18516 Fri, 04/09/2010 - 5:39pm
By Andrea Lillo
Proving to be two of the stronger performing categories during the recession, both cookware and bakeware saw plenty of newness at the recent International Home + Housewares Show. Here is a roundup of what was seen in both categories.
As consumers turn to the comfort of baked goods in this economy, manufacturers turned to more bakeware at the Housewares Show, either expanding existing collections or getting into the category for the first time.
Imusa entered the category because of retailers’ requests, said Manny Gaunaurd, president. The result was a “very sturdy” collection made of a higher-gauge metal. “We wanted to come in with a quality product,” he said. Retailing between $3.99 to $5.99 each, the line includes baking pans, cookie sheets, loaf pans, muffin pans, pizza pans and other specialty items.
BonJour also entered the category with a line of professional-weight aluminized steel bakeware, made with wire-reinforced rims for strength and durability. Oven safe to 500 degrees, the bakeware has a dark-colored interior and a light exterior to prevent baked items from overbrowning or burning.
Tramontina tried a different approach to baking, by using the stovetop instead. With its limited-edition Lyon cookware line, baking inserts can be used so consumers can bake on the stovetop, bypassing the oven all together. “It’s versatile cookware that also works as a true oven,” said Donna Parke, corporate accounts, marketing and services manager, adding that the food bakes faster and saves energy by not using the oven. Made in Brazil, the cookware is constructed of heavy-gauge forged aluminum.
Eco-friendly cookware company GreenPan debuted its ovenware to the U.S. market, which targets specialty stores. “This line will revitalize the market,” said Christophe Lambertz, account manager. Retails range from $29.99 to $59.99, and will include 10 SKUs.
Coating company Whitford expanded its high-gloss, long-lasting Eterna non-stick line with one for coil bakeware, which is more popular in Europe than in the U.S., said Kurt Mecray, worldwide business manager, consumer. The new coating is stain resistant, has a “phenomenal release” and has zero waste when applying the coating in the coil bakeware process.
Pyrex’s new Easy Grab glass bakeware is a modern spin on its classic look. Its wider, longer handles also have cut outs, making them easier to grab. “That’s not easy to manufacture,” said Craig Sampson, chief innovation officer, World Kitchen LLC. World Kitchen’s Corningware brand also debuted its artisanal-inspired Etch brand at the show, which has a handmade stoneware feel. T-Fal returned to bakeware with two new brands. Launching in the third quarter, EZ Grip offers wide handles with silicone grips and a textured surface.
Meyer also launched several new bakeware lines. Its metal bakeware and stoneware lines under the KitchenAid brand are completely new. The line is divided among a good, better, best strategy, with the best brand called Architect.
Meyer’s Rachael Ray line got colorful with the addition of glass ovenware. Offered in five translucent colors—orange, blue, green, yellow and red—the line is oven, microwave, freezer and dishwasher safe.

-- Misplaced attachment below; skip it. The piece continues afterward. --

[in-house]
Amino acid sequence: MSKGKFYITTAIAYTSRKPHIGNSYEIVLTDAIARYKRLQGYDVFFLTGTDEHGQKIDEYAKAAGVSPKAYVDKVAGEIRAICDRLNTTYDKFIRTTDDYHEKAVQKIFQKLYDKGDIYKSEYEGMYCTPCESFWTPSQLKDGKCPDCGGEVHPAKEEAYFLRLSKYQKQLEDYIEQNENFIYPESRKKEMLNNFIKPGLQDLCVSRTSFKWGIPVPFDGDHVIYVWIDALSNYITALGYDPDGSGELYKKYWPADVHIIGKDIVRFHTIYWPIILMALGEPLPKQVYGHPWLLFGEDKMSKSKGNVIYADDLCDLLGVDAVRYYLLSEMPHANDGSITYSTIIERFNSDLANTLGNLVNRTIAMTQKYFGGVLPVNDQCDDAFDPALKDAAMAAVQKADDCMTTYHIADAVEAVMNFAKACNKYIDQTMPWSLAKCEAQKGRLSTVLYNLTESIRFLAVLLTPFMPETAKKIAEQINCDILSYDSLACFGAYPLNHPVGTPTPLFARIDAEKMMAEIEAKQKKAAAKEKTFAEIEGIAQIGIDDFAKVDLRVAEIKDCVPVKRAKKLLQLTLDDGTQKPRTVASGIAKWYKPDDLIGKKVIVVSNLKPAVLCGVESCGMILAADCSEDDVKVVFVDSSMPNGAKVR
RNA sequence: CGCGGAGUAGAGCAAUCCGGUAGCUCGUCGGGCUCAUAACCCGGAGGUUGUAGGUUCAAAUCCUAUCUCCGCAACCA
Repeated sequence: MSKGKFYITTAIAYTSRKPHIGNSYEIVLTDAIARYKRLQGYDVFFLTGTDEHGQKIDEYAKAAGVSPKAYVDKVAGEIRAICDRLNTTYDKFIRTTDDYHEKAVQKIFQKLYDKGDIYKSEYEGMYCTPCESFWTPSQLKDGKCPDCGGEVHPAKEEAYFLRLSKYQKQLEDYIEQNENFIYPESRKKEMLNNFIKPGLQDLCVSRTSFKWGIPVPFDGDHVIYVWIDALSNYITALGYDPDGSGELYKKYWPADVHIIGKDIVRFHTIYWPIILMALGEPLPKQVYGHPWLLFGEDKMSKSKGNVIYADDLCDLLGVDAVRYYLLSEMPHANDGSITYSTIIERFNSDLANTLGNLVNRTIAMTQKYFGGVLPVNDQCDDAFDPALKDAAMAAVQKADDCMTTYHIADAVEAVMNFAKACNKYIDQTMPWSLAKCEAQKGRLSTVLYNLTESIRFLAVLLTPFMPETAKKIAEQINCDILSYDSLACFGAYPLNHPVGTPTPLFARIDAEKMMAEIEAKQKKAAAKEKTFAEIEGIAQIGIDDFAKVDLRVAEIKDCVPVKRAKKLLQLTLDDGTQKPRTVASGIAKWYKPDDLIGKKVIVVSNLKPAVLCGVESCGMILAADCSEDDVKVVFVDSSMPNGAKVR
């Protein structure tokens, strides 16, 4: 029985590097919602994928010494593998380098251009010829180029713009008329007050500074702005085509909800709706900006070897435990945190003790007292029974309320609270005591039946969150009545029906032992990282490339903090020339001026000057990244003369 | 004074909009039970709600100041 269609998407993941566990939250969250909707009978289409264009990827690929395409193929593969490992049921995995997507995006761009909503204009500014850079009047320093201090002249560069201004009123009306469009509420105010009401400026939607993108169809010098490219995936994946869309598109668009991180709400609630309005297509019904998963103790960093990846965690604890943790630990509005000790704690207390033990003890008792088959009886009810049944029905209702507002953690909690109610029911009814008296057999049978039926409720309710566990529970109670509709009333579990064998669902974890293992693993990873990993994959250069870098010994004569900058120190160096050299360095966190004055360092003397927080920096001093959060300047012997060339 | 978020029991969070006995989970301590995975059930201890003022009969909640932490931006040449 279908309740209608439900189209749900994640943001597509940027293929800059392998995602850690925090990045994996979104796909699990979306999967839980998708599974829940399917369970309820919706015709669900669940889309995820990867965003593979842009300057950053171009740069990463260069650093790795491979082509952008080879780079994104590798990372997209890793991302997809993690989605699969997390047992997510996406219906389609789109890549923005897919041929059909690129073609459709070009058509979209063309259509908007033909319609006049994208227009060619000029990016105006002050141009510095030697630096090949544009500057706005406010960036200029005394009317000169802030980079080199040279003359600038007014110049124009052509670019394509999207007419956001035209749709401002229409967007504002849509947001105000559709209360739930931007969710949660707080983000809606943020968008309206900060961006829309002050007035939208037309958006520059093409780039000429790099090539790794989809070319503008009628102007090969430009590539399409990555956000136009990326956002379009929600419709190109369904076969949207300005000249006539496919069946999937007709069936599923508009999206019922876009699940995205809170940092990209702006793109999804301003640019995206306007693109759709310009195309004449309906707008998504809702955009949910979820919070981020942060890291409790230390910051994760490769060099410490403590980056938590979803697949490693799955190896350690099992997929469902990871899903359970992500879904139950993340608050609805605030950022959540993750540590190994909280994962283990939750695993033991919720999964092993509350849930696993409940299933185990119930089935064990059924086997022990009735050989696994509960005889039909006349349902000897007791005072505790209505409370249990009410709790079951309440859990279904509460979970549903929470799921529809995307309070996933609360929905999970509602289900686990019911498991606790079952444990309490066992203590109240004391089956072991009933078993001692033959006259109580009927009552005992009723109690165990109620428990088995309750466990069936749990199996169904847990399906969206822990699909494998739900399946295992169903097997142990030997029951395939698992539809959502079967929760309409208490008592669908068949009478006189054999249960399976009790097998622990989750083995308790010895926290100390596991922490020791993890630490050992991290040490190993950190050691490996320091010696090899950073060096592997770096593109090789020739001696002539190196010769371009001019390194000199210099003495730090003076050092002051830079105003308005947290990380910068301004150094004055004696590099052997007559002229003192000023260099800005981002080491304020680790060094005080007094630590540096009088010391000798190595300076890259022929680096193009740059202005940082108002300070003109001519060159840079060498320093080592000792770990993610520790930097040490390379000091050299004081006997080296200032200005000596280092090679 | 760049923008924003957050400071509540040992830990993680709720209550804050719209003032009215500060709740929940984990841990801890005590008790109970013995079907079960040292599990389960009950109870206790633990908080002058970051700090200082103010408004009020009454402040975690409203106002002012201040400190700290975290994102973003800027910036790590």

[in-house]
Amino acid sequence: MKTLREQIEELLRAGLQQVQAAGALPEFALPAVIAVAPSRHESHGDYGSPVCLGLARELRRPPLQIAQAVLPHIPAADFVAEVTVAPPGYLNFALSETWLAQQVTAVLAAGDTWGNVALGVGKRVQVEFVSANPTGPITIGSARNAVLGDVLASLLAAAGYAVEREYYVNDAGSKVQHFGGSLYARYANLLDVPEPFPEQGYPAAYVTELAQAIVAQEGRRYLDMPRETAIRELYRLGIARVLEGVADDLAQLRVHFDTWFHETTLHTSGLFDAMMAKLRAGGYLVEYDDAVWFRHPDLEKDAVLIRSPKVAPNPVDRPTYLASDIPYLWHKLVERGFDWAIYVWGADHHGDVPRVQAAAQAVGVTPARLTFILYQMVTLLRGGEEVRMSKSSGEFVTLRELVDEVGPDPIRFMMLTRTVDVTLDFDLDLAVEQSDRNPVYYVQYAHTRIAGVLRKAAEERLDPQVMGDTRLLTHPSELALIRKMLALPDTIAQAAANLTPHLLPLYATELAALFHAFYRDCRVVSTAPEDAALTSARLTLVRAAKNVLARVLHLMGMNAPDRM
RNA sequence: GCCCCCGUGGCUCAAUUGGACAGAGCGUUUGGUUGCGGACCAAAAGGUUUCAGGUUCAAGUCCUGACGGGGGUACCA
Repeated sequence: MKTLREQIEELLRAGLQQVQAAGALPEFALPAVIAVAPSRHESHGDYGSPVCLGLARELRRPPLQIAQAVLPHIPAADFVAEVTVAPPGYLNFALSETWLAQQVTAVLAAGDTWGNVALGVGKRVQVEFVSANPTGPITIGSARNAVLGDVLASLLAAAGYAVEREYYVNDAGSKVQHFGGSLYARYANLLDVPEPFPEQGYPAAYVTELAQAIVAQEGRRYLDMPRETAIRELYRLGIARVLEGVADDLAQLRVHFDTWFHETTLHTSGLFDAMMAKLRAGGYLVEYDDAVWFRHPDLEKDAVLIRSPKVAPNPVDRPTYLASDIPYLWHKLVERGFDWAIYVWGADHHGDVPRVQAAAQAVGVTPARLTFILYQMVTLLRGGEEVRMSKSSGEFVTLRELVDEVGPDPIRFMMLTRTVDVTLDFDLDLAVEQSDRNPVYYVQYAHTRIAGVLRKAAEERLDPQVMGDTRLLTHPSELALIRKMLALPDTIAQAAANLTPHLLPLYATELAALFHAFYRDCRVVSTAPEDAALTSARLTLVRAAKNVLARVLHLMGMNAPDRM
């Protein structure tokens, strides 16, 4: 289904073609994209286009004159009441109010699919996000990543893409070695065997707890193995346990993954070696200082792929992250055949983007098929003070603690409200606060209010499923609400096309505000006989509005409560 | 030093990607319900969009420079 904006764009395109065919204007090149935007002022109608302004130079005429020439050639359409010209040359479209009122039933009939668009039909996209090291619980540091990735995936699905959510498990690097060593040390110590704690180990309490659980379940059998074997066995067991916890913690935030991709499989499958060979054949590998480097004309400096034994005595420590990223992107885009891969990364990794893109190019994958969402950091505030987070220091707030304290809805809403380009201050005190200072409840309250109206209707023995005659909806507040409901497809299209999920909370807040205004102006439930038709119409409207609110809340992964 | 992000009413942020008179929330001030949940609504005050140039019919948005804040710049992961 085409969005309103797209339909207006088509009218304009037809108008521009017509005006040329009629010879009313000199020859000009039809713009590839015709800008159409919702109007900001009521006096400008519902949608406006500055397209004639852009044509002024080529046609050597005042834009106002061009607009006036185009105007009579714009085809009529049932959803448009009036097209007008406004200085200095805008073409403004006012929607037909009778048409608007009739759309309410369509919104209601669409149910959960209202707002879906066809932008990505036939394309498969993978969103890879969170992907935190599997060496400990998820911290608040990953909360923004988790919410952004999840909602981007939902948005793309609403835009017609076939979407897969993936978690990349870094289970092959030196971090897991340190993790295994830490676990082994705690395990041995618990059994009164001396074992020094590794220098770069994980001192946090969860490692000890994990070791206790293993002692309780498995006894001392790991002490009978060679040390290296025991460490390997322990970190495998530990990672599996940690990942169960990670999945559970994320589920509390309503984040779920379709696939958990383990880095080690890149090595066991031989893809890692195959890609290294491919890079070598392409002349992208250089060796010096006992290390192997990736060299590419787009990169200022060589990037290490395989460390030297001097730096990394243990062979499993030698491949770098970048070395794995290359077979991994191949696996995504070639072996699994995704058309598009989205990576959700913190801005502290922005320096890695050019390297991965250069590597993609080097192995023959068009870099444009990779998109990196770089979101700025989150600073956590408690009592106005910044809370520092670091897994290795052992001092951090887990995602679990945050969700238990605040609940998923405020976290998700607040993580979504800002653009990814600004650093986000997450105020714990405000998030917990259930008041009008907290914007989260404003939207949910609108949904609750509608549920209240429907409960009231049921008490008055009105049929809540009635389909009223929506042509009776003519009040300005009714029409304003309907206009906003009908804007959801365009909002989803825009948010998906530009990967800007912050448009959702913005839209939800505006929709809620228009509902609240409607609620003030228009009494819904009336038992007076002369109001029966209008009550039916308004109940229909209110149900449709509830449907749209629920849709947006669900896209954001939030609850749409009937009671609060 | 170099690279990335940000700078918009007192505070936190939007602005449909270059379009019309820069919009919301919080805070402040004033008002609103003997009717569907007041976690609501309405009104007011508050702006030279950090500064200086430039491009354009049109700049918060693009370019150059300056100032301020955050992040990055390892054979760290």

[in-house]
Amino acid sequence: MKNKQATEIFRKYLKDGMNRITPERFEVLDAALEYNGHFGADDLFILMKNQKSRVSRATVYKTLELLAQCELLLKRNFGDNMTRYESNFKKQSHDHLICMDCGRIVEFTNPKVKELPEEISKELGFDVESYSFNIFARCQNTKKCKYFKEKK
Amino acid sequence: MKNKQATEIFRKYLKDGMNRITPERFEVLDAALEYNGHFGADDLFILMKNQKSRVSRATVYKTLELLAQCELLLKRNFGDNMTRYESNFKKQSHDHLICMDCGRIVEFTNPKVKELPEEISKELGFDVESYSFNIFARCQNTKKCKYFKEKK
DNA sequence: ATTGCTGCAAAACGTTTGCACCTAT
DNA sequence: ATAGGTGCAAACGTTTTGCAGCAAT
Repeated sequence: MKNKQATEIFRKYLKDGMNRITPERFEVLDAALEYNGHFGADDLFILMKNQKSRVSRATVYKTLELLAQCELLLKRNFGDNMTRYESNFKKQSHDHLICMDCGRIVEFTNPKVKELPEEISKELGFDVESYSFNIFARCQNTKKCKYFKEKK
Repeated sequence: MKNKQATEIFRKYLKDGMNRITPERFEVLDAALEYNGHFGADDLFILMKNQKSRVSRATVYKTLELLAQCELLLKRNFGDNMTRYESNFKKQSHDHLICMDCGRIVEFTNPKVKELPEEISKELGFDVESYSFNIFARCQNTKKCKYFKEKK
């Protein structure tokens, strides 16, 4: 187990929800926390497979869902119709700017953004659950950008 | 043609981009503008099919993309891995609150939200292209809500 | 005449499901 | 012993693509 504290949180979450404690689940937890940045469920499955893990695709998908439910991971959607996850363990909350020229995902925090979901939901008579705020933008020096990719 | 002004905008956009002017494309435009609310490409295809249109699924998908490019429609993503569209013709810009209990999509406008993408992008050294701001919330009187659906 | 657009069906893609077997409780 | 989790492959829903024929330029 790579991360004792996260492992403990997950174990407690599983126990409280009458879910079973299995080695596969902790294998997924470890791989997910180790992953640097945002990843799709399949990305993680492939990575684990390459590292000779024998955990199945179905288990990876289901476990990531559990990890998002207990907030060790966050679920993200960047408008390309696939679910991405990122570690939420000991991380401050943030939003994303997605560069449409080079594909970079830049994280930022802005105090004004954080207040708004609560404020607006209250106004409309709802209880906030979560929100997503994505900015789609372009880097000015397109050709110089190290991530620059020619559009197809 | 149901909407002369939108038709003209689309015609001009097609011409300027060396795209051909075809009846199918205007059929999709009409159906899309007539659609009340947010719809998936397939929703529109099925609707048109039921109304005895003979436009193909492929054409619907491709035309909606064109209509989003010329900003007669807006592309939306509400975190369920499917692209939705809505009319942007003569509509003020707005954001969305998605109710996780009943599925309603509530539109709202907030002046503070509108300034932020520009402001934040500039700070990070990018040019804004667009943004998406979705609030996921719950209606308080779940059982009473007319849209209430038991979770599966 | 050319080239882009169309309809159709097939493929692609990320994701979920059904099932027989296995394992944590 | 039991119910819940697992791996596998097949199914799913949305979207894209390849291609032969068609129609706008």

Home cooks have a lot to look forward to this year, as new cookware will provide both performance and style for their kitchens.
Small appliance company De’Longhi entered the cookware category for the first time at the show, offering two families in its launch: Florence and Genoa. An entry level group, Florence is offered in 10- and 14-piece sets, with the 10-piece retailing for $199.95. Available in 14- and 17-piece sets, Genoa will retail at $299.95 for a 14-piece set. There will also be an open-stock line with three-piece sets.
TTU grew its Stax Living line, which is based on space efficiency and multifunctional items. Last year the line debuted with dinnerware, and based on that success the company entered the line with cookware, food-prep and storage items. The product is designed to be used in different ways.
Zwilling J.A. Henckels has partnered with green non-stick coating company Thermolon, using Thermolon Granite non-stick coating on its Zwilling J.A. Henckels cookware and Demeyere’s ControlInduc line. Zwilling cookware will also get “a big push this year” into the American market, said Nina Dols, marketing communication manager.
Groupe SEB’s Lagostina brand debuted several lines to the U.S. market. La Gran Ghisa is a cast-iron group that incorporates such Italian design influences as Vespa headlights into its pieces, while La Collezione Rossa uses a patented technology to make a red metallic, scratch-resistant exterior. And for its new risotto pan, olive wood—not metal—was used for the lid, and the product is available in October. The lid can also double as a trivet and is “very unique,” said Wendy Dyer, product manager, All-Clad-Lagostina cookware. “It can go from oven to table and looks just beautiful.”
Regal Ware reworked its Unity cookware line, moving away from branding it with chef Marcus Samuelsson. “We wanted to focus the collection more on the product than on the celebrity,” said David Lenz, senior vice president, chief human resources officer. Consisting of 13 pieces, each element of the line is constructed for a particular pan.
Dansk has become the new home of Dr. Andrew Weil’s Healthy Kitchen line. “Dansk is an established company, known for its design,” Weil told HFN. Most of the cookware and small-electrics line remains the same, though the cookware is now more affordable, as it is now three-ply instead of five, said Jim Mylonas, vice president, Gorham and custom brands, Lenox.
Known for its eco-friendly cookware, GreenPan will now offer ovenware to the U.S. market. green-pan.com